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Environmental officials say habitat destruction biggest threat to crocodiles

Cancún, Q.R. — Environmental officials of the state say it’s important people understand how to live in the same environment as crocodiles and curb the amount of garbage being thrown away, something that is affecting their habitat.

Gonzalo Merediz Alonso, Executive Director of Amigos de Sian Kan, said that it’s important for both humans and crocodiles to coexist in a natural environment, but while doing so, to take care of the environment of the crocodile, especially the Acutus species, which is at risk of extinction.

He explained that there are two species of crocodiles in Quintana Roo, the Acutus and the Moreletti, and that the latter was recently removed from the risk of extinction list thanks to management projects that stopped hunting of the species.

He says that hunting is not a problem regarding the crocodiles that live in the area, but that they are more concerned about how humans are beginning to invade the natural reserves that animals have left to live in.

“Hunting really is no longer a major problem. It is more the problem of damage by the destruction of their habitat. There have been incidents of people illegally hunting crocodiles, which is a federal crime, but that really is not what’s putting the crocodile population at risk right now,” he explained.

He said that chemical pollution is also not a problem that is affecting the population of crocodiles either, neither in the Manatí lagoon nor in the Nichupté as has been the case elsewhere in Mexico, specifically in the Tabasco rivers where dead crocodiles and manatees have been found.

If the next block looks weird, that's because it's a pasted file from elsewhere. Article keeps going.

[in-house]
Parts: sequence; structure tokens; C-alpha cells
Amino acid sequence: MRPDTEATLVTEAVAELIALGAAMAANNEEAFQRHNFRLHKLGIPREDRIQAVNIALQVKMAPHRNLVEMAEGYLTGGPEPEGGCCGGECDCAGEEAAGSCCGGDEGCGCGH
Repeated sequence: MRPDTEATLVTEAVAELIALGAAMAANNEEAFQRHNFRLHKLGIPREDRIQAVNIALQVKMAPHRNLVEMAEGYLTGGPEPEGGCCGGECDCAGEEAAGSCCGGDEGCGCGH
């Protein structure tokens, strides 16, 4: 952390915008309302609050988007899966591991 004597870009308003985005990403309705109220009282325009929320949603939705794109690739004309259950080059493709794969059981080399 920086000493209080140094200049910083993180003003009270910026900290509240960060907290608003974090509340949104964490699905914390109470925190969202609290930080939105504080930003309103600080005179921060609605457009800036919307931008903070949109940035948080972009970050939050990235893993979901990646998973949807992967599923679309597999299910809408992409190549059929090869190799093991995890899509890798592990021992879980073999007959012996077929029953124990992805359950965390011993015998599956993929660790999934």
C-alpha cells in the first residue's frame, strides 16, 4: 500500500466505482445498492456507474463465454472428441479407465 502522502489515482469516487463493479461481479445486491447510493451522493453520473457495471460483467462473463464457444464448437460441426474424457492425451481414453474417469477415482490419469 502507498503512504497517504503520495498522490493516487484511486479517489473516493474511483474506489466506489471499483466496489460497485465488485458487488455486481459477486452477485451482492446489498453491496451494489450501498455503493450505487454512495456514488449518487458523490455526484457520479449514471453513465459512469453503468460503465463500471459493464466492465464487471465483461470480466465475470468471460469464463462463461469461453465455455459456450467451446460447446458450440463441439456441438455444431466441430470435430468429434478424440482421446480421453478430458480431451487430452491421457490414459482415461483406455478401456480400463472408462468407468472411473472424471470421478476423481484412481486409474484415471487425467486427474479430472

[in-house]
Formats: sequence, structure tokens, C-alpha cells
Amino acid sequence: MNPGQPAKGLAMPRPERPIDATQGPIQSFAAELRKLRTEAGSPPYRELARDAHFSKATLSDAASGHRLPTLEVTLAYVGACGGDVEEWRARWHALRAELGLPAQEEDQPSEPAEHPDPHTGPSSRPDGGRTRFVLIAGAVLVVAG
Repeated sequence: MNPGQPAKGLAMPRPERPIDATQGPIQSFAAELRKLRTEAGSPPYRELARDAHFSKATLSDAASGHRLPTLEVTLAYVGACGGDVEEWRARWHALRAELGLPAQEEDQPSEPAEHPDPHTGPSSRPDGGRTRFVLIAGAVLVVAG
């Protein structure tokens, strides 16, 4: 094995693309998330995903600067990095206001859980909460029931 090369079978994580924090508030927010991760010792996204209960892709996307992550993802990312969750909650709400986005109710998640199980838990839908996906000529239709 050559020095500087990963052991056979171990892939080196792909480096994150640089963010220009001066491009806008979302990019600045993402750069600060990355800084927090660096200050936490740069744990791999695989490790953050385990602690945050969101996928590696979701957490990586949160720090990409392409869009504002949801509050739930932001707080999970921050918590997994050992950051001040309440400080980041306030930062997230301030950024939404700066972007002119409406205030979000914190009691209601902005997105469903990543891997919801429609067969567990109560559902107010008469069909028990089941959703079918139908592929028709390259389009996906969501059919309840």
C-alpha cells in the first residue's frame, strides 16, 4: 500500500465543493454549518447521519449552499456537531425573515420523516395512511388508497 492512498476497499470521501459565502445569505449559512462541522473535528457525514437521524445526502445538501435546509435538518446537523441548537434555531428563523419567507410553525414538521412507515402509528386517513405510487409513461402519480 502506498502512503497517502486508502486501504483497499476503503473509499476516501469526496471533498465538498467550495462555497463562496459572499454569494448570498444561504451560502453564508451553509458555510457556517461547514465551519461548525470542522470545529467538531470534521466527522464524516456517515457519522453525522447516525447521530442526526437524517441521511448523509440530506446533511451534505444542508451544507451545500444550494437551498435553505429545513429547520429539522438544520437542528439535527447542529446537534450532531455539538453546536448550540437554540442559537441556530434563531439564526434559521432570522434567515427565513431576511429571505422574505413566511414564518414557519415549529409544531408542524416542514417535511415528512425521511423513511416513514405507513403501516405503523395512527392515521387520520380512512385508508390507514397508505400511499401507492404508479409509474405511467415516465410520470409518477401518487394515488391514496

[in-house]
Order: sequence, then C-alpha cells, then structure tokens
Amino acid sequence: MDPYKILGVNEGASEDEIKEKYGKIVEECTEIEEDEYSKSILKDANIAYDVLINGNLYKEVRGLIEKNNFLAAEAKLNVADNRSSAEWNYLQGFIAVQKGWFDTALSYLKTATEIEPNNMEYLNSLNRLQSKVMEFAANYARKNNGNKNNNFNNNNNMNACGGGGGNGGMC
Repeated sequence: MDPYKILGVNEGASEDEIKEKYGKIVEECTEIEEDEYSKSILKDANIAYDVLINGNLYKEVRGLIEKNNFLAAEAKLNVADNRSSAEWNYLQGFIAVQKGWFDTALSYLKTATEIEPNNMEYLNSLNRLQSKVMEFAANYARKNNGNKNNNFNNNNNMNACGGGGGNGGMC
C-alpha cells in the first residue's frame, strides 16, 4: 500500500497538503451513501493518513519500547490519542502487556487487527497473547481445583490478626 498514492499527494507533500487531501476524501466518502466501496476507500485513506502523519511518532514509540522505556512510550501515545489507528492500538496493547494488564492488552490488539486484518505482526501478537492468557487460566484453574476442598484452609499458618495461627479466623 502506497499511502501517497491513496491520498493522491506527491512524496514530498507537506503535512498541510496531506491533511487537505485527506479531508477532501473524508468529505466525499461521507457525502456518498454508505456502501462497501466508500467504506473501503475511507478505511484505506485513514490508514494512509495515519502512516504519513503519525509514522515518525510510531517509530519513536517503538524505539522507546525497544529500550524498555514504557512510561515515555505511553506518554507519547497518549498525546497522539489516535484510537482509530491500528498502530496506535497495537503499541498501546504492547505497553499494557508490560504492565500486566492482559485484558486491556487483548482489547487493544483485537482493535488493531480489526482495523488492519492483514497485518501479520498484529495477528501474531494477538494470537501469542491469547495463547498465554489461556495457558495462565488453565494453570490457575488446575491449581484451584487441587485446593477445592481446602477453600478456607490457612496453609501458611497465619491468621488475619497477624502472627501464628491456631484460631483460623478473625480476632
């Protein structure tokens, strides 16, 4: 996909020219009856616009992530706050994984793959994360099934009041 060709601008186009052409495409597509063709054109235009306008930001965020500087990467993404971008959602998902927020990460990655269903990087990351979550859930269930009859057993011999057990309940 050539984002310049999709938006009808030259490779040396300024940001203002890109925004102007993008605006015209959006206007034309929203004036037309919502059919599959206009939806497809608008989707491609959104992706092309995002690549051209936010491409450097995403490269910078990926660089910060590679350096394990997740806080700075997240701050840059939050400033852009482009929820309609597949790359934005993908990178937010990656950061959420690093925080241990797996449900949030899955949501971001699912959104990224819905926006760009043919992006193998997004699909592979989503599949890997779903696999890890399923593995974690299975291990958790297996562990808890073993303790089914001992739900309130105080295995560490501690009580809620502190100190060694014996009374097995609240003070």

“I am more worried about the destruction of their habitat and the excess of garbage that we throw into the water more than the issue of industrial pollution. If you get chemical contamination it can affect them, but luckily there is no chemical industry in the state, so it is not such a serious problem,” he said.

He explained that the real issue is raising awareness and educating people to have responsible management of the environment and learning to live with and share the space we all live in. He noted that understanding how to deal with a crocodile is also important, such as the crocodile that was relocated from the grounds of the University of the Caribbean recently.

Each year there are several local incidences involving humans and crocodiles, that range from beach sightings in Playa del Carmen to attacks on the island of Cozumel and in the lagoons of Cancun where in 2017, a man lost an arm after being attacked by a crocodile.